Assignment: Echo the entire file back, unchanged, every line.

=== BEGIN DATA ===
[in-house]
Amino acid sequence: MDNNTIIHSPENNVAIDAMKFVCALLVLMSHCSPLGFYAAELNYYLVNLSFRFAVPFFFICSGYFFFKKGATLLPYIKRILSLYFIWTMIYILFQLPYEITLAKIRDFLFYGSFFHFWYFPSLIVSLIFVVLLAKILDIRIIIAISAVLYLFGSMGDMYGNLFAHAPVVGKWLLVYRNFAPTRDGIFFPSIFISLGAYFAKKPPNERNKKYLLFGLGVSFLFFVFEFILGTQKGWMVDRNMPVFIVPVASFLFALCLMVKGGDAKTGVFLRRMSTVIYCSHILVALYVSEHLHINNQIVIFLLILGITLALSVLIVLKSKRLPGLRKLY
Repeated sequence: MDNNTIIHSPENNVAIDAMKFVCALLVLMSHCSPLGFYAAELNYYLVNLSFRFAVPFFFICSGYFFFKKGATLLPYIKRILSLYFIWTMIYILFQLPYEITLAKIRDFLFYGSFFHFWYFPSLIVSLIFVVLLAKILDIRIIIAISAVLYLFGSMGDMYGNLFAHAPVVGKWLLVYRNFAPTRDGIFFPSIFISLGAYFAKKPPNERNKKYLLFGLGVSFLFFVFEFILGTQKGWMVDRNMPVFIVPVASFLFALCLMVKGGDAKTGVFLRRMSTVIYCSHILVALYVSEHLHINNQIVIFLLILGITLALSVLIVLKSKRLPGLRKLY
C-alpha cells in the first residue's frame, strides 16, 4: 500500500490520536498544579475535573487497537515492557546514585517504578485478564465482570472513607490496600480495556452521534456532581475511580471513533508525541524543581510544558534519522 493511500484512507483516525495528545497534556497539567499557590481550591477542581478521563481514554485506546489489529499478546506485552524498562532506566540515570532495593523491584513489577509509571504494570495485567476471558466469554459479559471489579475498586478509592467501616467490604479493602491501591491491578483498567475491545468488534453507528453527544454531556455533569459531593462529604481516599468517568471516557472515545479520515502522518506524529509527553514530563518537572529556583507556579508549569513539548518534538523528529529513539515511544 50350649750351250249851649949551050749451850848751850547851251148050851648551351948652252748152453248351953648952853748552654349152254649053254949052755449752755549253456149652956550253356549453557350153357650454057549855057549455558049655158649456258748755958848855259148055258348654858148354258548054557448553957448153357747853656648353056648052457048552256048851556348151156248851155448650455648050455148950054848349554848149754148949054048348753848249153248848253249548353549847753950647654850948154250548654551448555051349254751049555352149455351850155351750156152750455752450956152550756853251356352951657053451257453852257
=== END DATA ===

[in-house]
Amino acid sequence: MDNNTIIHSPENNVAIDAMKFVCALLVLMSHCSPLGFYAAELNYYLVNLSFRFAVPFFFICSGYFFFKKGATLLPYIKRILSLYFIWTMIYILFQLPYEITLAKIRDFLFYGSFFHFWYFPSLIVSLIFVVLLAKILDIRIIIAISAVLYLFGSMGDMYGNLFAHAPVVGKWLLVYRNFAPTRDGIFFPSIFISLGAYFAKKPPNERNKKYLLFGLGVSFLFFVFEFILGTQKGWMVDRNMPVFIVPVASFLFALCLMVKGGDAKTGVFLRRMSTVIYCSHILVALYVSEHLHINNQIVIFLLILGITLALSVLIVLKSKRLPGLRKLY
Repeated sequence: MDNNTIIHSPENNVAIDAMKFVCALLVLMSHCSPLGFYAAELNYYLVNLSFRFAVPFFFICSGYFFFKKGATLLPYIKRILSLYFIWTMIYILFQLPYEITLAKIRDFLFYGSFFHFWYFPSLIVSLIFVVLLAKILDIRIIIAISAVLYLFGSMGDMYGNLFAHAPVVGKWLLVYRNFAPTRDGIFFPSIFISLGAYFAKKPPNERNKKYLLFGLGVSFLFFVFEFILGTQKGWMVDRNMPVFIVPVASFLFALCLMVKGGDAKTGVFLRRMSTVIYCSHILVALYVSEHLHINNQIVIFLLILGITLALSVLIVLKSKRLPGLRKLY
C-alpha cells in the first residue's frame, strides 16, 4: 500500500490520536498544579475535573487497537515492557546514585517504578485478564465482570472513607490496600480495556452521534456532581475511580471513533508525541524543581510544558534519522 493511500484512507483516525495528545497534556497539567499557590481550591477542581478521563481514554485506546489489529499478546506485552524498562532506566540515570532495593523491584513489577509509571504494570495485567476471558466469554459479559471489579475498586478509592467501616467490604479493602491501591491491578483498567475491545468488534453507528453527544454531556455533569459531593462529604481516599468517568471516557472515545479520515502522518506524529509527553514530563518537572529556583507556579508549569513539548518534538523528529529513539515511544 50350649750351250249851649949551050749451850848751850547851251148050851648551351948652252748152453248351953648952853748552654349152254649053254949052755449752755549253456149652956550253356549453557350153357650454057549855057549455558049655158649456258748755958848855259148055258348654858148354258548054557448553957448153357747853656648353056648052457048552256048851556348151156248851155448650455648050455148950054848349554848149754148949054048348753848249153248848253249548353549847753950647654850948154250548654551448555051349254751049555352149455351850155351750156152750455752450956152550756853251356352951657053451257453852257